An Anil Ambani group plane today hit the airpocket with government issuing a notice for its seizure as part of tirade against the alleged customs duty evasion in aircraft imports by Corporate India.
Customs issued the notice for an estimated Rs 150 crore Global 5000 Bombarider plane belonging to the Reliance Transport and Travels Pvt Ltd for over Rs 37 crore as duty.
Till now, the authorities have seized about 10 aircraft obtained by corporate entities, including a Mukesh Ambani group firm, GMR, Oberoi and Indiabulls under non-scheduled operator permit, but released the same on bank guarantee and bonds.
ADA group firm Reliance Transport and Travels said immediately that though it had done no wrong, it offered a voluntary bank guarantee and indemnity bond, a move spurned by the customs on the ground that without issuance of seizure notice no such offer can be accepted.
Customs department is scrutinising over 250 corporate jets, including those belonging to Tatars, DLF and Raymonds, amid reports that different regional custom offices are issuing notices to them one by one.
A spokesperson of Reliance Transport and Travels said that "RTT is a valid NSO permit holder and has responded and furnished full and comprehensive documentation regarding its aircraft.
"RTT further informed the Customs that it has complied with all existing rules and regulations," spokesperson said.
The Anil Ambani group company, which purchased the Global 5000 Bombardier plane last year, said it has informed the customs department about its compliance with all the existing rules and regulations.
"RTT operates the aircraft for passengers and all flights are paid for and the appropriate taxes have been paid to the relevant statutory authorities," the spokesperson said.
"RTT also offered voluntary bank guarantee-cum-indemnity bond to the customs. However, due to procedural formalities, RTT was informed that the bond could not be accepted unless the seizure memo was issued," he added.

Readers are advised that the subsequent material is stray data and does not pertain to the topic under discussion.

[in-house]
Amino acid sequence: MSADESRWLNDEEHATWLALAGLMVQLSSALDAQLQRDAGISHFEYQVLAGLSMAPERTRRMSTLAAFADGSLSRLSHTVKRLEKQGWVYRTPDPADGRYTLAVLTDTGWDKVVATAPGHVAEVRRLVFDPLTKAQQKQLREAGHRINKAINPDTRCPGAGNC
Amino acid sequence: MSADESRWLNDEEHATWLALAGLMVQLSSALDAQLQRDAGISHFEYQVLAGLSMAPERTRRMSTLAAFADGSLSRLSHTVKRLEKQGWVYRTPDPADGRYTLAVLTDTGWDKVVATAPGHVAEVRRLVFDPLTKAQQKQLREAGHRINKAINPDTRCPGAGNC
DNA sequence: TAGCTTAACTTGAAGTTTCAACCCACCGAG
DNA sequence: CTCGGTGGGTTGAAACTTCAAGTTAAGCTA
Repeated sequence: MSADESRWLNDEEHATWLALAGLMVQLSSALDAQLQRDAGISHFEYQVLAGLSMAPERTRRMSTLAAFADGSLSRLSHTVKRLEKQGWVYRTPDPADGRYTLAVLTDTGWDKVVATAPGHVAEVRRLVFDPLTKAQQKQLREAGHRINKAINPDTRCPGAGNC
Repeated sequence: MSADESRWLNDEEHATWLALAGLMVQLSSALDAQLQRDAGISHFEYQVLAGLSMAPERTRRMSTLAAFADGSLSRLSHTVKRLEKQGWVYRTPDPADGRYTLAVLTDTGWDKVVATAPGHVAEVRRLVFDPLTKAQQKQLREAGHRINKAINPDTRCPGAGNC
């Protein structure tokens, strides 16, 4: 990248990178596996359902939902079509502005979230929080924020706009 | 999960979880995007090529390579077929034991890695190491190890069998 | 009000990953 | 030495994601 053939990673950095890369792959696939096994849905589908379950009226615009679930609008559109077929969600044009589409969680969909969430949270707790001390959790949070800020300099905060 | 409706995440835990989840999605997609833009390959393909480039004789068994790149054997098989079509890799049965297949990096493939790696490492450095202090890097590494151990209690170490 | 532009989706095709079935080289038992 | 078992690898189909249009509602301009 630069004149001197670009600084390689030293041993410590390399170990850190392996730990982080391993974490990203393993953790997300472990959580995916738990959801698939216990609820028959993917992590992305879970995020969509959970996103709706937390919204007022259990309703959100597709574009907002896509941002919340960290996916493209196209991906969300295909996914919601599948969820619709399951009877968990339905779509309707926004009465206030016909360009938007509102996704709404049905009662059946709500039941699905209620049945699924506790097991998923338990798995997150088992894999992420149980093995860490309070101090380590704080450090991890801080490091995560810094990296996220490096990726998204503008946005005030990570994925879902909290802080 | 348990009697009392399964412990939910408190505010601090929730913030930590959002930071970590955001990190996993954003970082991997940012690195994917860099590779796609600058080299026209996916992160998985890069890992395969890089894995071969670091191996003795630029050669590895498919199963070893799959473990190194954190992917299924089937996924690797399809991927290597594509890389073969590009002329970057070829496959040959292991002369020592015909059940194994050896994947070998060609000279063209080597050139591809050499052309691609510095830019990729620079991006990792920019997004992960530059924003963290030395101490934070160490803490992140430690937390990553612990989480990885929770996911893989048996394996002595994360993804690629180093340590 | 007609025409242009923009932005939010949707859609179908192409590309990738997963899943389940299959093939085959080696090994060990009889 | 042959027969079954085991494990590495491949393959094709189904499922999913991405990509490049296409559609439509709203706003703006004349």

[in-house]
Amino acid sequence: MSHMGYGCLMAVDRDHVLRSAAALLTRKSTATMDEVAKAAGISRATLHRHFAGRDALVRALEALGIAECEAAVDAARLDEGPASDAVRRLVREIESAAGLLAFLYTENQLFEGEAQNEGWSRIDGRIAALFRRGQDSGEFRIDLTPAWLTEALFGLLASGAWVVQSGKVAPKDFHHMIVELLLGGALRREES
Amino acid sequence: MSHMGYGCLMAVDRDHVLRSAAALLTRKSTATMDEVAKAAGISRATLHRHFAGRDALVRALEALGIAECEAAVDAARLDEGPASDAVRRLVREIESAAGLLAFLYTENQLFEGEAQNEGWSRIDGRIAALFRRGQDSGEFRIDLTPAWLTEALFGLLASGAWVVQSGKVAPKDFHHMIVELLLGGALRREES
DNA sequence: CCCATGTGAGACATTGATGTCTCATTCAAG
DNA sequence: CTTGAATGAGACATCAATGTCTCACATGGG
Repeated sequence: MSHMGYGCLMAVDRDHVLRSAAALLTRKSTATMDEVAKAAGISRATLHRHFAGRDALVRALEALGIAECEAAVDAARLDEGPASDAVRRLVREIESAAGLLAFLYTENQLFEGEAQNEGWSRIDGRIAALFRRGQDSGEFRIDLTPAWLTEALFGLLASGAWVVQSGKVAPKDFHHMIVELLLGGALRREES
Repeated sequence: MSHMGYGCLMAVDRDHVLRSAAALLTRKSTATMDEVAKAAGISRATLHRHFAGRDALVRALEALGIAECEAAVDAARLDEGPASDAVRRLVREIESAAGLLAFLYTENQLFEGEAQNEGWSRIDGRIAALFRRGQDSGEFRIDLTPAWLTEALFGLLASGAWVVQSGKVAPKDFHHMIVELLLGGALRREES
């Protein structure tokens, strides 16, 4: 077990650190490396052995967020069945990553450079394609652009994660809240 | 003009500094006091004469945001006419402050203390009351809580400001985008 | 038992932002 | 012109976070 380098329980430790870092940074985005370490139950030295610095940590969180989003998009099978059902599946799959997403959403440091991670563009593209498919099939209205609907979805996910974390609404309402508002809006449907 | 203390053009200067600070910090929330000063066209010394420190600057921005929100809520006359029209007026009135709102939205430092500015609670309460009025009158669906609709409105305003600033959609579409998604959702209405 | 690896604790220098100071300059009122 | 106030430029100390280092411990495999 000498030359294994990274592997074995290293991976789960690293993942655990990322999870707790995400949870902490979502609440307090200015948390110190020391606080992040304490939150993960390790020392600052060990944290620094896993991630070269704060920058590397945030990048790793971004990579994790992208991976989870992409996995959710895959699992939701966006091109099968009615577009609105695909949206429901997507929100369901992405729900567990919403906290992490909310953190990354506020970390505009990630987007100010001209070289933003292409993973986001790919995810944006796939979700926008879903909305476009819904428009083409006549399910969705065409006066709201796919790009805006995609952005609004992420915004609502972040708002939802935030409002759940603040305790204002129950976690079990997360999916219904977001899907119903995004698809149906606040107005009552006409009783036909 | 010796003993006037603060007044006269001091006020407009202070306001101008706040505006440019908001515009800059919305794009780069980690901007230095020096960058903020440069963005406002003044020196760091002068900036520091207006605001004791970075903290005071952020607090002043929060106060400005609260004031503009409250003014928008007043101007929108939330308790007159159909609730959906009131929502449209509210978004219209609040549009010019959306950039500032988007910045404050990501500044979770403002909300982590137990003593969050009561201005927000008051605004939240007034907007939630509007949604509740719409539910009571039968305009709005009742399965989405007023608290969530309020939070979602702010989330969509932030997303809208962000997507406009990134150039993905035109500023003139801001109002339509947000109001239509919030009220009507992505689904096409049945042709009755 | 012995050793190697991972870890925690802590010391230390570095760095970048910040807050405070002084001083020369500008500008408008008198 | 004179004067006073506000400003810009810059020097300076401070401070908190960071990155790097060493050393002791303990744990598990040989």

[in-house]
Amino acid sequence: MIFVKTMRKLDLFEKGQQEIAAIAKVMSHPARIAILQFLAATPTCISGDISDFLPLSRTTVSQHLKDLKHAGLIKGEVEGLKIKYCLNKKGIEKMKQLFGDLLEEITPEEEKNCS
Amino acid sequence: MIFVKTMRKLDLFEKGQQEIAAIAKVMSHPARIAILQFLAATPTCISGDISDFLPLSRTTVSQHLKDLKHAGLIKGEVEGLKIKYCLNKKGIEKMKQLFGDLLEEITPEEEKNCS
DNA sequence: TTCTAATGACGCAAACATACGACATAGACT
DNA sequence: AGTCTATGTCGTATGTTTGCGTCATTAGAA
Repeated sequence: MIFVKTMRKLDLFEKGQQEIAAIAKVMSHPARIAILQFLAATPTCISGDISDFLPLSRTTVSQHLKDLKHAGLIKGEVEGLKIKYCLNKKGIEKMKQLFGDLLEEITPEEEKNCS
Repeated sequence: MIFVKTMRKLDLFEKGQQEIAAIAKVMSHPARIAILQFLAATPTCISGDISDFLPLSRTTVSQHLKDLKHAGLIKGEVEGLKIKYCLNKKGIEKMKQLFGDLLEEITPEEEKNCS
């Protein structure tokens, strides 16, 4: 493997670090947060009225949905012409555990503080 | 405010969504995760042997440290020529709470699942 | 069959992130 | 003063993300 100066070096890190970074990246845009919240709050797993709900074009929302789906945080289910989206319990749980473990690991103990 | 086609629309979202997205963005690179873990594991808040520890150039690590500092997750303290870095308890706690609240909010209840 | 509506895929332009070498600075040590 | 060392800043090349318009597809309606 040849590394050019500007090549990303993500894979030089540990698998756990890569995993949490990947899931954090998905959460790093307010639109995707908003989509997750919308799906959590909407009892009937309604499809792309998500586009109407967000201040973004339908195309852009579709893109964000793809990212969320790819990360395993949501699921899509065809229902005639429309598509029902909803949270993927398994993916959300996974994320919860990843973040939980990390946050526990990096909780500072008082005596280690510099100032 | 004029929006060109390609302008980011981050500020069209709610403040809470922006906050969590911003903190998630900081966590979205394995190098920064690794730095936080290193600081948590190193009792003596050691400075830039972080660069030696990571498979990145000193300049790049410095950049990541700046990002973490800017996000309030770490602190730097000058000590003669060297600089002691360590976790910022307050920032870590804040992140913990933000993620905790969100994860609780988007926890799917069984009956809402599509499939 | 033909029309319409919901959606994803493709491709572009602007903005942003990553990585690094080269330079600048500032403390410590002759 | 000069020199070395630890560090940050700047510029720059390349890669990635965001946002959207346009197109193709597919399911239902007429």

After over 250 planes purchased since 2007 by corporate houses with NOS permits came under the scanner to detect any duty evasion earlier this month, a finance ministry official said that anybody found guilty of acquiring aircraft with duty exemption under Non-scheduled Operator Permit Scheme could be levied penalty up to five times the duty evasion.
Though there is no official estimate of the duty evasion, sources in the know indicated that government could collect over Rs 10,000 crore by way of tax and penalty.
A senior customs official said some business houses had taken 'advantage' of the duty exemption announced last year on import of aircraft meant for chartered flights. But it has been found that many of these were later being used for personal purposes.
The aircraft imported for private purposes attract 28 per cent duty as against zero duty for scheduled and non-scheduled operators. Over 65 firms of the total 86 operators having the NSO permit are said to be under the scanner.
The issue is understood to have come to light after Directorate General of Civil Aviation sent a copy of notice issued to NSO permit operators for "non-adherence to conditions of operations" to Customs Department in May.